TABLE 4-1 ■ Basic Types of Skin Lesions n i

Primary Lesions (May Arise From Previously Normal Skin)

Circumscribed, Flat, Nonpalpable Changes in Skin Color

Palpable Elevated Solid Masses

Macule—Small flat spot, up to 1.0 cm

Examples: freckle, petechia

Papule—Up to 1.0 cm. Example: an elevated nevus

Plaque—Elevated superficial lession 1.0 cm or larger, often formed by coalescence of papules

Nodule—Marble-like lesion larger than 0.5 cm, often deeper and firmer than a papule

Wheal—-A somewhat irregular, relatively transient, superficial area of localized skin edema. Examples: mosquito bite, hive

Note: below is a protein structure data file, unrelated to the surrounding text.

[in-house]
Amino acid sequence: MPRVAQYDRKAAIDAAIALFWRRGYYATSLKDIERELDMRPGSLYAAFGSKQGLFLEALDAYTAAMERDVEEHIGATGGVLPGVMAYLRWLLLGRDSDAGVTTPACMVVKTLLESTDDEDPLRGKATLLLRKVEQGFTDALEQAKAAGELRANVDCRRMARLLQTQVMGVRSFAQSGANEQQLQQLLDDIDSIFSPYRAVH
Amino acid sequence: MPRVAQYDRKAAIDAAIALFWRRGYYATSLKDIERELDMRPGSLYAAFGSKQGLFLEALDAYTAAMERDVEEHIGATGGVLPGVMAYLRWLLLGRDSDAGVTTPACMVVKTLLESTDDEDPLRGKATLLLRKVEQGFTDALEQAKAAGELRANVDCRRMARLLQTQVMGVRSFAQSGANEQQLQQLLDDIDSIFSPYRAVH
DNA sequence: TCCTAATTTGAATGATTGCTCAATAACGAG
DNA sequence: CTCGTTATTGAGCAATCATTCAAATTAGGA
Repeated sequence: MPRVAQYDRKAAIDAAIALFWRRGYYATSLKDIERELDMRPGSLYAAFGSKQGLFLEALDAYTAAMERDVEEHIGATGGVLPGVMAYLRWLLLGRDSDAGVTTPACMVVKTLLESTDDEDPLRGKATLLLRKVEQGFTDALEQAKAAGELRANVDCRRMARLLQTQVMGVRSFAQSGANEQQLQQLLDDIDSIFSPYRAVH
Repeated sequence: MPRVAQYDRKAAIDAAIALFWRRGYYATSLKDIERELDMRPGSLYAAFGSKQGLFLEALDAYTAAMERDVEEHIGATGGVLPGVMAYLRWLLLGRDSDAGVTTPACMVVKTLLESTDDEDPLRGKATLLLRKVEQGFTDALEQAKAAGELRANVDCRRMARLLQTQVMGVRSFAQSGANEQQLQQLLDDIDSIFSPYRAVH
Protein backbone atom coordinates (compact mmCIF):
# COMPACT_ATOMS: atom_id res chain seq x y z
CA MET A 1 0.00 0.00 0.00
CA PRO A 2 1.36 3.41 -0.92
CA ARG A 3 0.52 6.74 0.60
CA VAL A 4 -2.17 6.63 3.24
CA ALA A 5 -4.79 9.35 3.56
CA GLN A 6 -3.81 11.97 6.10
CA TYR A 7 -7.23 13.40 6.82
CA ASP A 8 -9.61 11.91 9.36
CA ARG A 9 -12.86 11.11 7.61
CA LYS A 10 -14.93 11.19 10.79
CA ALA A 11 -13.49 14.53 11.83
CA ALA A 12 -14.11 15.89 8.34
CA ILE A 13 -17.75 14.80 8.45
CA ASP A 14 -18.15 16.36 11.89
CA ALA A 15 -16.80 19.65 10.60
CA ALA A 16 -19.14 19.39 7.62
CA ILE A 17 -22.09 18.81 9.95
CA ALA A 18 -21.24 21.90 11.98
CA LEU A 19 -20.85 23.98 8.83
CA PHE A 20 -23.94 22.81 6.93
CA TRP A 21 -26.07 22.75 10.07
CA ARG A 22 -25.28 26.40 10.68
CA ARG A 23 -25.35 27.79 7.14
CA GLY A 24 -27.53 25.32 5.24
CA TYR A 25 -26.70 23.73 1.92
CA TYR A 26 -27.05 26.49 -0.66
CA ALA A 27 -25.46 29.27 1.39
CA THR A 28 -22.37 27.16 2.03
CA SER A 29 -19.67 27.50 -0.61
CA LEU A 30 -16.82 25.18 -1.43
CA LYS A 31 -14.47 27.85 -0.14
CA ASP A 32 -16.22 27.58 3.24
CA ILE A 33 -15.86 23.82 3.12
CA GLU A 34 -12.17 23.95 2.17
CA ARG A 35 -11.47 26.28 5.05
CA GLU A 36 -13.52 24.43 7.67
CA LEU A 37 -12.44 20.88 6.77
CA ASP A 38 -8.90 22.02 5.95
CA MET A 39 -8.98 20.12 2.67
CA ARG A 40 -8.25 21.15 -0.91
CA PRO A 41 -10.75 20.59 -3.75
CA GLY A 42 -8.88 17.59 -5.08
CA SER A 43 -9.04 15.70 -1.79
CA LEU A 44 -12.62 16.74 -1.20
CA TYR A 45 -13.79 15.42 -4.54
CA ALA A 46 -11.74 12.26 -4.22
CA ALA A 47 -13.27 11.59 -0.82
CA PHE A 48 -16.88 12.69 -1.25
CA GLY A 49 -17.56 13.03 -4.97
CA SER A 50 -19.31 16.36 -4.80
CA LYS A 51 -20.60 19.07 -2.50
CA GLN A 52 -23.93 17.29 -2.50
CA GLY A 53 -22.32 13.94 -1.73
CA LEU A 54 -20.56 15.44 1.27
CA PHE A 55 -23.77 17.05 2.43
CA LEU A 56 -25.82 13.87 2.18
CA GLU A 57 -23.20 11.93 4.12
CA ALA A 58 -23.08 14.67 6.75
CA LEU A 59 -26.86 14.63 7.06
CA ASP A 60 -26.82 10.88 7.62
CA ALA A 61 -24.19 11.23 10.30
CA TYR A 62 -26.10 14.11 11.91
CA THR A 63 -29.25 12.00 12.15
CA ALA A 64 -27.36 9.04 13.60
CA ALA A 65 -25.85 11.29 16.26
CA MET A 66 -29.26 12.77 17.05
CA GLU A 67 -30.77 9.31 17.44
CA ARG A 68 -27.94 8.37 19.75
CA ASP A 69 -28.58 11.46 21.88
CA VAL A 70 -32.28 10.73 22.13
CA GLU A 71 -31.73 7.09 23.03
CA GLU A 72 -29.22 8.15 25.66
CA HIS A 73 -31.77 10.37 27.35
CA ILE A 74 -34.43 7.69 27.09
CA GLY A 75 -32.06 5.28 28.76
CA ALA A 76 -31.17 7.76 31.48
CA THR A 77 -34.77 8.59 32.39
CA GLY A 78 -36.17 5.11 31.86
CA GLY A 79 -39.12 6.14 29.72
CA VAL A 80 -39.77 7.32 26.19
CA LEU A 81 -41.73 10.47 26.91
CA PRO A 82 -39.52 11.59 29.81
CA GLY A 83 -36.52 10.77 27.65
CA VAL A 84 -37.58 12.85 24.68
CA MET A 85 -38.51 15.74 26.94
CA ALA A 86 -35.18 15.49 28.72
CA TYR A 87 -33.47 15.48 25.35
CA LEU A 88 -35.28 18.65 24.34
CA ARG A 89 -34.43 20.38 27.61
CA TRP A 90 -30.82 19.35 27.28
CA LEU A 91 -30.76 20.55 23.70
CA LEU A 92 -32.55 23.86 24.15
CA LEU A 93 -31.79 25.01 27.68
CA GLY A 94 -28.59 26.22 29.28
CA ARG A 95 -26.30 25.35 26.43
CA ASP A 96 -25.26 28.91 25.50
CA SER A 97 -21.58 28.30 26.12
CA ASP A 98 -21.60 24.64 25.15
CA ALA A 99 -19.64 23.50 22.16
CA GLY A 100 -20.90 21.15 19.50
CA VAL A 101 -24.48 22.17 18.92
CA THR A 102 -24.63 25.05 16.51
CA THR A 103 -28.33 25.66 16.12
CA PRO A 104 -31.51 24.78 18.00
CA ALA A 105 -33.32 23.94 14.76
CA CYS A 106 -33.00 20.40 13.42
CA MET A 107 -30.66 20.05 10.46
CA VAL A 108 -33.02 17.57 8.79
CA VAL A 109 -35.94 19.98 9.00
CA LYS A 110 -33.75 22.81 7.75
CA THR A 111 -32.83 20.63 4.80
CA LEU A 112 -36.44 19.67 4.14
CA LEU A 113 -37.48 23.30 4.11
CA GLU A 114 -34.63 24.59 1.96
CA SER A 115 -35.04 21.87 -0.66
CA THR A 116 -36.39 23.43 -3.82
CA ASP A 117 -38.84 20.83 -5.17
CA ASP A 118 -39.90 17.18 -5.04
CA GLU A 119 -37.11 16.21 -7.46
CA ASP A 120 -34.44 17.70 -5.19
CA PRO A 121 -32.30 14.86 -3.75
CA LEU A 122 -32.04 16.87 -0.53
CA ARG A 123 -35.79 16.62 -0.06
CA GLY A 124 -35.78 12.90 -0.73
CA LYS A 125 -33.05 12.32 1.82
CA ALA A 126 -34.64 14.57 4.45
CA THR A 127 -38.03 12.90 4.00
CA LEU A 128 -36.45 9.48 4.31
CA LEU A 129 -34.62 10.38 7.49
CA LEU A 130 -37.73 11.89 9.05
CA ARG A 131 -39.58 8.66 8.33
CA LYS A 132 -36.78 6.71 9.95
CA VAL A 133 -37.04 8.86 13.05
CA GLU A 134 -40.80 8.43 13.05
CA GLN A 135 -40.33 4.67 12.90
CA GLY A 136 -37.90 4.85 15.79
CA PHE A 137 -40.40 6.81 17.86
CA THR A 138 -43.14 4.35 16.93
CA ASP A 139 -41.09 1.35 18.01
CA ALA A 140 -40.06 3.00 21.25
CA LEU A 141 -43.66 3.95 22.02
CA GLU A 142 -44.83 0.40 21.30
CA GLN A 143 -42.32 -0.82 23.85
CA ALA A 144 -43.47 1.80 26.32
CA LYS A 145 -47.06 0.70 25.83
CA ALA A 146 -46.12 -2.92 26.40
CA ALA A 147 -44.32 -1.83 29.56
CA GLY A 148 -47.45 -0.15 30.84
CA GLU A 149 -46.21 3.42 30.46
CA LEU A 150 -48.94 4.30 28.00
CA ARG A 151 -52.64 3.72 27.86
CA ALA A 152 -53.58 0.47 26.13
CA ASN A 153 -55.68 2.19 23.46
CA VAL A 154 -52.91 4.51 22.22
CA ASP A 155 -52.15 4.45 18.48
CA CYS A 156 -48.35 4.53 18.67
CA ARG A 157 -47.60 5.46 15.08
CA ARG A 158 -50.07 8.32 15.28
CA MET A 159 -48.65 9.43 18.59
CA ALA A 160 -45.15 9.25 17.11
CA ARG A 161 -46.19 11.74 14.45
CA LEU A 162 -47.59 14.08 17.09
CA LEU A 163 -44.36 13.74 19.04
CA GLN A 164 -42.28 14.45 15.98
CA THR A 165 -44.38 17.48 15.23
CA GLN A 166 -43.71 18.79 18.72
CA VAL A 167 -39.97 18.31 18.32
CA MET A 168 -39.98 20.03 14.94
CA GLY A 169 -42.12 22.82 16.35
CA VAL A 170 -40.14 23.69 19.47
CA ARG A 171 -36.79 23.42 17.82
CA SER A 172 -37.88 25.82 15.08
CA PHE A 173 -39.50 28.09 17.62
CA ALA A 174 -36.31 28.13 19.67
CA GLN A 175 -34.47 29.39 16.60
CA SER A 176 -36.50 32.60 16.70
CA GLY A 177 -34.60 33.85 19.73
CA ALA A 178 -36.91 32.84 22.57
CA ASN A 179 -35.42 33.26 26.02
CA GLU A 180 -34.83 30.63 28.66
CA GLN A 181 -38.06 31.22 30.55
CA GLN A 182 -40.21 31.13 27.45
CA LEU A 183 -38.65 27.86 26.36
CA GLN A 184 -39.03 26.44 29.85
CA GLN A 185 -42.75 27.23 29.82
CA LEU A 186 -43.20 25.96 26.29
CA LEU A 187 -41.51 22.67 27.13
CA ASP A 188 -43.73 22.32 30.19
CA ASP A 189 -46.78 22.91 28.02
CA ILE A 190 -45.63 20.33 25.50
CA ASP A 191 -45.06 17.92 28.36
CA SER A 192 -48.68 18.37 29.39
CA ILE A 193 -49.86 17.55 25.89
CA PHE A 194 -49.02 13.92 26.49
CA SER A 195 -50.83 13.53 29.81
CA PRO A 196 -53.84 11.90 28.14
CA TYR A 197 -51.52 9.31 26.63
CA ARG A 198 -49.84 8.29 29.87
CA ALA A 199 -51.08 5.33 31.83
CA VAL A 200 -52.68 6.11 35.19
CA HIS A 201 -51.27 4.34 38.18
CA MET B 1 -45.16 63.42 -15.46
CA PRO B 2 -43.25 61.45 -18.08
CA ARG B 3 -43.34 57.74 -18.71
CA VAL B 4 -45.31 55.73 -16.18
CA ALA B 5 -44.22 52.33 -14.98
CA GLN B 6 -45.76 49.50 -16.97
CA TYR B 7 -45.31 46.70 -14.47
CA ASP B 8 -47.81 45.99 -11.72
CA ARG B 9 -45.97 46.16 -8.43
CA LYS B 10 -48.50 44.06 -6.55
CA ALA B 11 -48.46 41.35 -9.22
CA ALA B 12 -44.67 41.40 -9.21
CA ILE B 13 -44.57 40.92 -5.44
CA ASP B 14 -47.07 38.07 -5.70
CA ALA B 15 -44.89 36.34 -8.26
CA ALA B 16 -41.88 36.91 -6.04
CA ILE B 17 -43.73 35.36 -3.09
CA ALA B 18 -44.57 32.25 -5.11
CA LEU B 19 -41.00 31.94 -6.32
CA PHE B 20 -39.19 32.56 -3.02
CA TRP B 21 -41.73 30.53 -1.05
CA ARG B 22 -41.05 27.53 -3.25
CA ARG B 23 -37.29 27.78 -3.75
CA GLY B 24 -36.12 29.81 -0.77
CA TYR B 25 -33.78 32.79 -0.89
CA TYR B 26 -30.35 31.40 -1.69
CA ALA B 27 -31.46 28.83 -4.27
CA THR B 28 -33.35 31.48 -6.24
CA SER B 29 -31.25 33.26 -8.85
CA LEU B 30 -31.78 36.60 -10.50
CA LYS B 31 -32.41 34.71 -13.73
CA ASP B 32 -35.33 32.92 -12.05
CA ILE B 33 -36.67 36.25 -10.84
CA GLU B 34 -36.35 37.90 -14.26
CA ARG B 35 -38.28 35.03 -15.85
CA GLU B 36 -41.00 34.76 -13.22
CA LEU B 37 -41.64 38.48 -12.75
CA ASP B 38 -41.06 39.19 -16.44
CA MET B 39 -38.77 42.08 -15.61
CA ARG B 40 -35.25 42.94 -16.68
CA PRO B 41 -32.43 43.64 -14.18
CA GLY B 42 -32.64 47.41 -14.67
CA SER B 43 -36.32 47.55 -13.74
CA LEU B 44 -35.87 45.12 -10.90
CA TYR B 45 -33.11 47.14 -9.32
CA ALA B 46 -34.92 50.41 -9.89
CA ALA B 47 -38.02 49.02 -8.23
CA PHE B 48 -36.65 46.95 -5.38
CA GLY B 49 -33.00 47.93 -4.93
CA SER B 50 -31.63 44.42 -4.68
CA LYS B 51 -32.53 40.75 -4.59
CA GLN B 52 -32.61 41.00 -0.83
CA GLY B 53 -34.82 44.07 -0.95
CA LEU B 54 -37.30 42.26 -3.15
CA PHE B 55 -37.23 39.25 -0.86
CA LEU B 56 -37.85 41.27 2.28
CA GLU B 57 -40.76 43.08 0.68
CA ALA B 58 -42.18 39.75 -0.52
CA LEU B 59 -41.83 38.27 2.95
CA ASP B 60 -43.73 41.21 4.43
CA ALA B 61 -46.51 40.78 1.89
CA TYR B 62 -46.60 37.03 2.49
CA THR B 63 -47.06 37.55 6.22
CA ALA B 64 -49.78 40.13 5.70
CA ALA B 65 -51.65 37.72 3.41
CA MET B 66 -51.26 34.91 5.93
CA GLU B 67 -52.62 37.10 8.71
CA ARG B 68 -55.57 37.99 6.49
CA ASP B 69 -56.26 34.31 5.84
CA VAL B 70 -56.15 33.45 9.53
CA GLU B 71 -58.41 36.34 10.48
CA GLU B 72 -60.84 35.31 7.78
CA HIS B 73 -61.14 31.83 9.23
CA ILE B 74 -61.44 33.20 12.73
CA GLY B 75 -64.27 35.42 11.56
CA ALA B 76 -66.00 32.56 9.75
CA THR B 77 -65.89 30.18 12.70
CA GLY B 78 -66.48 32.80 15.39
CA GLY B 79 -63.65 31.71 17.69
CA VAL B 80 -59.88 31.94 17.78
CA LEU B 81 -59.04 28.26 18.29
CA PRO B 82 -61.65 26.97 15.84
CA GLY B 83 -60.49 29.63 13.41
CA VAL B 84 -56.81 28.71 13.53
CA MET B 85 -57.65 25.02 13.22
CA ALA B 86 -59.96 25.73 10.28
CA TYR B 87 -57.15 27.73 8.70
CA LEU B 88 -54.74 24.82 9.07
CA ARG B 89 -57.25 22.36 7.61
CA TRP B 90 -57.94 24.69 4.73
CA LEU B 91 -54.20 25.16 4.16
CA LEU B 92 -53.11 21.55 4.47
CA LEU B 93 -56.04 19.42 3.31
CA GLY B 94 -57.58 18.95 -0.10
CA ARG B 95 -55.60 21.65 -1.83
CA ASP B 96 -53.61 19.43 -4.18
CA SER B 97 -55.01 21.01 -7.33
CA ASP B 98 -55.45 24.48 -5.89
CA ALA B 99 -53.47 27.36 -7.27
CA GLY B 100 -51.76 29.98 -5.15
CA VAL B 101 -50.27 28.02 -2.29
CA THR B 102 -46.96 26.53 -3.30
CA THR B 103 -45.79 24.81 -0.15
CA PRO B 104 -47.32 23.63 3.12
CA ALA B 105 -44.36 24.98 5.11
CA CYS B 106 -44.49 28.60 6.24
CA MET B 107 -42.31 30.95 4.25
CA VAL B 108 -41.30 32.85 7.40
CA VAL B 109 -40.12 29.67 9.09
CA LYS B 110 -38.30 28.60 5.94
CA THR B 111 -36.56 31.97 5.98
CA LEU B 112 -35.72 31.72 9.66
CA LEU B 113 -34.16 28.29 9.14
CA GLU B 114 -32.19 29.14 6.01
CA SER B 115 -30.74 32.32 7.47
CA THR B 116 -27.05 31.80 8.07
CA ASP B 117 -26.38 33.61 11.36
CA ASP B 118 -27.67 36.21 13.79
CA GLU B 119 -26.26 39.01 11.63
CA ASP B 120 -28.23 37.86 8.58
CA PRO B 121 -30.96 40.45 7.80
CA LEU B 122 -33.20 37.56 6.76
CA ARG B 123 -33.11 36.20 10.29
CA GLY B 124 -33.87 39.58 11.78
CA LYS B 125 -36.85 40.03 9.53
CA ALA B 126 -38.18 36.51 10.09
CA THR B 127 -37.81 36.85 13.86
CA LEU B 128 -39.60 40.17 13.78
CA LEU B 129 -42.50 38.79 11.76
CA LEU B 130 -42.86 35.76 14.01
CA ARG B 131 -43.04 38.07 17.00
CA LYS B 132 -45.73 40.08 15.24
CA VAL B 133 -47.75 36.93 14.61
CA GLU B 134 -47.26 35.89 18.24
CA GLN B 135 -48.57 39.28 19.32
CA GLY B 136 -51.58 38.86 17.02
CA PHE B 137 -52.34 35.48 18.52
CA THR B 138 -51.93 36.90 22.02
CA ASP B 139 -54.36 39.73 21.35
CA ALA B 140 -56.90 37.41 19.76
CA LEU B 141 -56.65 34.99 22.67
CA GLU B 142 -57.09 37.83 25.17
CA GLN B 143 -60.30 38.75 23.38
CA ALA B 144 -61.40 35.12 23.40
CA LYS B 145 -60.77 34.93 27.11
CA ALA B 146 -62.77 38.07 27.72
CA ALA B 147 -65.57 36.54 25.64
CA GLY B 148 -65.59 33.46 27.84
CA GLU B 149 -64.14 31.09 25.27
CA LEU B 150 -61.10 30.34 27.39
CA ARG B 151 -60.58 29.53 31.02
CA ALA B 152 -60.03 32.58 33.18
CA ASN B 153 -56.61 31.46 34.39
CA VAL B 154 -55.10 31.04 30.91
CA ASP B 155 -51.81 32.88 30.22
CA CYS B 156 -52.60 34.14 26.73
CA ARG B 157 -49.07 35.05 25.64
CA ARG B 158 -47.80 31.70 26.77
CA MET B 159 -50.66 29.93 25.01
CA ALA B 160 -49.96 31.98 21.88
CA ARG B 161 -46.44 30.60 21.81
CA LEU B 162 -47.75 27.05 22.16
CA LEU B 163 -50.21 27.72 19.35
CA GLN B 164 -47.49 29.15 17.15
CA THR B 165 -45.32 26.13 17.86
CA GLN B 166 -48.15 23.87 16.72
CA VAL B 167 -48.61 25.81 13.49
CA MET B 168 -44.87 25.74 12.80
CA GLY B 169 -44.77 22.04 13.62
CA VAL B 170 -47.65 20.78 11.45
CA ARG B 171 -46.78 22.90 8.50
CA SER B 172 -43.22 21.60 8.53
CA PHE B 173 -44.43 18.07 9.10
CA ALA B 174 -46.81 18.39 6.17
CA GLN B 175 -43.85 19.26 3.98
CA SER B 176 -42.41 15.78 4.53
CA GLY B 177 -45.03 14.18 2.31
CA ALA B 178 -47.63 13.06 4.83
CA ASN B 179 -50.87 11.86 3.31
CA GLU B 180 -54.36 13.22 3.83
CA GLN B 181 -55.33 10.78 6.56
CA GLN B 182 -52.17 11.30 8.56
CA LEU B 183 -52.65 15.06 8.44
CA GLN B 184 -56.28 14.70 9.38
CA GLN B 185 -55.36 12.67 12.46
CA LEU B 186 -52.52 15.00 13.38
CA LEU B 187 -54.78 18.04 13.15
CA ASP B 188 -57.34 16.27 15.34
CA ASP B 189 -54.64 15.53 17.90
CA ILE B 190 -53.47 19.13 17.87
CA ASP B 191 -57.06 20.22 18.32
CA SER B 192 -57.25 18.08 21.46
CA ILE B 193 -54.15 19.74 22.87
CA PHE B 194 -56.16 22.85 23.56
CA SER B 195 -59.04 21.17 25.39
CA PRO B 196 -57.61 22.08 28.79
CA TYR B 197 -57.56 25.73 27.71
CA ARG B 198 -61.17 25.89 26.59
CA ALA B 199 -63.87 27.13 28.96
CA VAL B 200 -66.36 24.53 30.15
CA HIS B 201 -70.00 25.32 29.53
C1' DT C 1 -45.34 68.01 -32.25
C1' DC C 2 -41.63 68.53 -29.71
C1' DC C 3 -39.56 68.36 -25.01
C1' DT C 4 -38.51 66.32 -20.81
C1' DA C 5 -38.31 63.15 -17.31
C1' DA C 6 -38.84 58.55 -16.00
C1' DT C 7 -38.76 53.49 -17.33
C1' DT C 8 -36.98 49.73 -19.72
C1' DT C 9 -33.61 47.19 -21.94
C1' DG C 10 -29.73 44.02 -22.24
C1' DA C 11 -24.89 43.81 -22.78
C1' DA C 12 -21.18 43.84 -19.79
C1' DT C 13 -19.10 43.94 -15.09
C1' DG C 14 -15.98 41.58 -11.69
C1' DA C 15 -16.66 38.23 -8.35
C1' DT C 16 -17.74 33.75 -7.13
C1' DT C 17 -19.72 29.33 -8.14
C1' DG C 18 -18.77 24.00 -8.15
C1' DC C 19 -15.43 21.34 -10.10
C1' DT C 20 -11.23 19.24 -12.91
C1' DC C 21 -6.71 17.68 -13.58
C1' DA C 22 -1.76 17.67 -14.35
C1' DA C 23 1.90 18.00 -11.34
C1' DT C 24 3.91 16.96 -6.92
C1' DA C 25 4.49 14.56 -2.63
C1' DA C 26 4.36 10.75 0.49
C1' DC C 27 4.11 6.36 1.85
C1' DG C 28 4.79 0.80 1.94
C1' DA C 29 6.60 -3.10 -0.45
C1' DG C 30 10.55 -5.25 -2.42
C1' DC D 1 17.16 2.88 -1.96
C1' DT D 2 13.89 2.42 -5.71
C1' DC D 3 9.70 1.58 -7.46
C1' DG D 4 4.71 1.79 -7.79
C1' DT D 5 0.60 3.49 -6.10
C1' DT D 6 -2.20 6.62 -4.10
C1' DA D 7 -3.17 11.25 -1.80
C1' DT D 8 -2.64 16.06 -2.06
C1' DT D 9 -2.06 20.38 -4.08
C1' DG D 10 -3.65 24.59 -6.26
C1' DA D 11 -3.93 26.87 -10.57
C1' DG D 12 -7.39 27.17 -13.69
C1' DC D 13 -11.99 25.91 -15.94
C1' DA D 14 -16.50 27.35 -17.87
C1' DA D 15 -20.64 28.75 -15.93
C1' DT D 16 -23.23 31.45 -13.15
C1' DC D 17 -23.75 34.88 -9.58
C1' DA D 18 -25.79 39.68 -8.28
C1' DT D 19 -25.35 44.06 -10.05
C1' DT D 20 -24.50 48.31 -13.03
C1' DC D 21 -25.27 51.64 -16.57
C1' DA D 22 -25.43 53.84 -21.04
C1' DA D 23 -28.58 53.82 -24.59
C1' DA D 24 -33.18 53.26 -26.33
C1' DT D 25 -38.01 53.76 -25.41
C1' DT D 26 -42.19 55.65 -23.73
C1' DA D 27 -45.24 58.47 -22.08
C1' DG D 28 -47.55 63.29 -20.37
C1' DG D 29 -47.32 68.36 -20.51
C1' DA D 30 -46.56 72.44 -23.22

Circumscribed Superficial Elevations of the Skin Formed by Free Fluid in a Cavity Within the Skin Layers

Vesicle—Up to 1.0 cm; filled with serous fluid. Example: herpes simplex

Bulla—1.0 cm or larger; filled with serous fluid. Example: 2nd-degree burn

Pustule—Filled with pus. Examples: acne, impetigo

Pregnancy Guide

Pregnancy Guide

A Beginner's Guide to Healthy Pregnancy. If you suspect, or know, that you are pregnant, we ho pe you have already visited your doctor. Presuming that you have confirmed your suspicions and that this is your first child, or that you wish to take better care of yourself d uring pregnancy than you did during your other pregnancies; you have come to the right place.

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